The Muksesvara temple (10th century) marks the transition between early and late temples. Its deul has a curvilinear Sikhara and the Jagamohana is a Pidha temple. This shows the development from the stage of the rectangular mandapas with very fine carvings on its walls and a beautiful torana at the entrance. The temple with carvings of extra-ordinary skill is one of the most revered archaeological points of the country. Similarly the Rajarani temple (11th century) is famous for its splendid figures of dikapalas and charming Alasa Kanyas. The Lingaraj temple sensitizing the Vimana, Jagamohana, Natamandira and Bhogamondapa, is another exquisite piece of Oriya architecture of that period. The Gangas kept on with the tradition of temple building in Orissa. The Jagganth temple of Puri was built under the patronage of Anantaverman Chodagangadev. Other splendid examples of the Ganga period include Chatesvara temple at Kisenpur, Gopinath temple at Kakudia, Sobhanesvara temple at Niali, Madhava temple at Madhava and Dakshya Prajapati temple at Banpur besides a few smaller and lesser known shrines at Bhubaneswar
The magnificent Konark temple marks the climax of the Kalingan temple style. Built by Narasimha-I (1238-1264) during the hey days of Orissa’s great political ascendancy, it is the greatest and the best of Orissa’s monuments. The grand conception of this beautiful temple of Orissa, as a chariot of the Sun-God with twenty four wheels, is in fact without parallel in the whole range of the world arts. The main temple originally about 228 feet high, has long since collapsed, but the imposing Jagamohana with its fine carvings still stands as the reminder of its past glory. The life size loving couples and female figures, the celestial musicians playing cymbals, drums and flutes, war elephants and horses trampling vanquished enemies are some of the marvels and finest specimens of superb and excellent art works of Konark. It is indeed poetry in stone.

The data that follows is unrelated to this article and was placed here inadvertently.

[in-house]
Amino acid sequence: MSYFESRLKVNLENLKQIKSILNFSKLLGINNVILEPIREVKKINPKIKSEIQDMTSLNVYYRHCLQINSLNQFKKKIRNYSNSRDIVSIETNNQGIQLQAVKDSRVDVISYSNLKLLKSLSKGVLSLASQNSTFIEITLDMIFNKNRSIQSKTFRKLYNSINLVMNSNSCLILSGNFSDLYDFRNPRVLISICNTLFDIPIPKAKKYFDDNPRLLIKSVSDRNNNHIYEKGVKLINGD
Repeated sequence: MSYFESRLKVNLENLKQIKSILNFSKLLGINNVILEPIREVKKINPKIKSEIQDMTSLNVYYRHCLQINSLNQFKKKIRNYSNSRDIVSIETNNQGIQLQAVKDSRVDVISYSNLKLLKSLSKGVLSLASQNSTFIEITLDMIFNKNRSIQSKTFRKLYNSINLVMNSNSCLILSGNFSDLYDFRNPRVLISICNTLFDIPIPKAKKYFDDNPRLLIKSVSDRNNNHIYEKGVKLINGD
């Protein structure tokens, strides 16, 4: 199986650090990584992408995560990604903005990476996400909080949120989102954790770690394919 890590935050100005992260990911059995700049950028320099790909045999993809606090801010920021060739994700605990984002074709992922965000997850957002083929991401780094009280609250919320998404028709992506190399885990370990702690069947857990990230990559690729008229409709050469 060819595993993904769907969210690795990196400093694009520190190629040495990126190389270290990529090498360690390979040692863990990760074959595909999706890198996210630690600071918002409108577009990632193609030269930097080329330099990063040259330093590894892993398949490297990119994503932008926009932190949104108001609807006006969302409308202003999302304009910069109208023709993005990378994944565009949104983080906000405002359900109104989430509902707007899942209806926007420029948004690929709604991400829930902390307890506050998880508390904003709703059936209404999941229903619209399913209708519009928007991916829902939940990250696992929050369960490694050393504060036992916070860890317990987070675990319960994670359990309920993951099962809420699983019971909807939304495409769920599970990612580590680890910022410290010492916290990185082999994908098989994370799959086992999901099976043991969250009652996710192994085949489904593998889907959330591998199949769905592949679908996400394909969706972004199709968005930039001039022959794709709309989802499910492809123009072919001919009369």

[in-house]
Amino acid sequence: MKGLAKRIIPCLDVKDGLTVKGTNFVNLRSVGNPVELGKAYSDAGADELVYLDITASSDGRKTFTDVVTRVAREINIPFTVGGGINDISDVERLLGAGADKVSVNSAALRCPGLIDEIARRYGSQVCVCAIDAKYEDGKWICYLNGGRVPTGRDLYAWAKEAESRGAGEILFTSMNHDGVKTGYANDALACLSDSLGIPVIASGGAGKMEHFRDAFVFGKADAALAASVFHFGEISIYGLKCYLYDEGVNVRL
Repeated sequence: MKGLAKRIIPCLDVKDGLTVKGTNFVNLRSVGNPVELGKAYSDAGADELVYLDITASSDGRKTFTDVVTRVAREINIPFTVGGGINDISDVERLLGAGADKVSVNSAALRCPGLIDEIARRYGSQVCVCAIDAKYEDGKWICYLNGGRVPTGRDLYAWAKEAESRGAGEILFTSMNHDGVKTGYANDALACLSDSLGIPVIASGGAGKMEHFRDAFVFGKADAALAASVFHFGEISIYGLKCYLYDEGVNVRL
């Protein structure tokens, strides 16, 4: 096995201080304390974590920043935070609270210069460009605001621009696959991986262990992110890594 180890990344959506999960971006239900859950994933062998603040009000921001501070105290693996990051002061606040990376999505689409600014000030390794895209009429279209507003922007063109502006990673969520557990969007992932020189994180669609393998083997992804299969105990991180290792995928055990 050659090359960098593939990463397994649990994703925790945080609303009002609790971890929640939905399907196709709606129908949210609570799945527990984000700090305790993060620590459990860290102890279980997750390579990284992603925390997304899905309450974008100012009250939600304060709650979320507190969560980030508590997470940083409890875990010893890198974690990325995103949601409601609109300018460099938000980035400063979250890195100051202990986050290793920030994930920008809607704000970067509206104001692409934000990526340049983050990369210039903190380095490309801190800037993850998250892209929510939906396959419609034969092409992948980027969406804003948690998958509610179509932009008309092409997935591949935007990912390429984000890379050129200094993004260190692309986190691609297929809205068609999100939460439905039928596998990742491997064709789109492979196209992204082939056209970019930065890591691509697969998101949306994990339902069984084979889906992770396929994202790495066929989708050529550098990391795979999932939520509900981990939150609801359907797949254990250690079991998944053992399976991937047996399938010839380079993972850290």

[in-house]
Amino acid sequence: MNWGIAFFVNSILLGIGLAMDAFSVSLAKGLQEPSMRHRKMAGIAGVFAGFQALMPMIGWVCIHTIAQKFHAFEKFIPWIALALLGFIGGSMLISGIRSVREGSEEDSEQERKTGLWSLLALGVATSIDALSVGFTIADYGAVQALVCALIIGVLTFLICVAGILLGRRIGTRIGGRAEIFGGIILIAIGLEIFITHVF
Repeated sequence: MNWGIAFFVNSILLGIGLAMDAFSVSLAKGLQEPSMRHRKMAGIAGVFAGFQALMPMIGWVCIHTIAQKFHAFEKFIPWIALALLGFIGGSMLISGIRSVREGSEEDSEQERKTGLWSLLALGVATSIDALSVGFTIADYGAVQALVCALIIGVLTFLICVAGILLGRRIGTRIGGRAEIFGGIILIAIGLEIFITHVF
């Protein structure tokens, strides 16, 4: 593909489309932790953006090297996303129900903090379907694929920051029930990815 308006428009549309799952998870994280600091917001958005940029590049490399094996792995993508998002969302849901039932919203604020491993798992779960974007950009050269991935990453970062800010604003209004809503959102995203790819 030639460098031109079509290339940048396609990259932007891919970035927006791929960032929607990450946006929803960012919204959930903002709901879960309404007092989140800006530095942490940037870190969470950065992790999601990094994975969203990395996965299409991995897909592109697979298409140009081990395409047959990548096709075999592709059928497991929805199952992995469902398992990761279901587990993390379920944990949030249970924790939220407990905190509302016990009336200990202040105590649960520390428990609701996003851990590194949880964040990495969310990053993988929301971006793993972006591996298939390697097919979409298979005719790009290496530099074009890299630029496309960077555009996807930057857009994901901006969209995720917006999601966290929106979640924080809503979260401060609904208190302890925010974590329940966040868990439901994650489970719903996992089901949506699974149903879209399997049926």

The period of 13 th to 16 th century was a period of decadence of architecture for Orissa. The Suryavamsis, who succeded the Gangas remained preoccupied with political problems and could, not give much time for temple building. Of the few temples, the temples at Kapilesvara at Bhubaneswar belonged to this period. Towards the later part of the 15th century AD impoverishment was noticed. Pidha deul became the choice for both vimana and the jagamohana. The building materials are mostly laterite. The walls of the temple are devoid of sculptural embellishment and decoration. Such insolvency was also noticed in the decoration of doorjambs, which also largely remained plain. Thus the temple building activities that started during the 6th century AD reached its climax during the Ganga Period started declining. The most important factors for the declines of temple building activities are lack of royal patronage and decline of Hindu power. Whatever it may be, till recently Orissa has possessed the rich Temple heritage, that are the imprints of our ancestor withstanding the ravage of time. These are most compact and homogenous architectural group in India.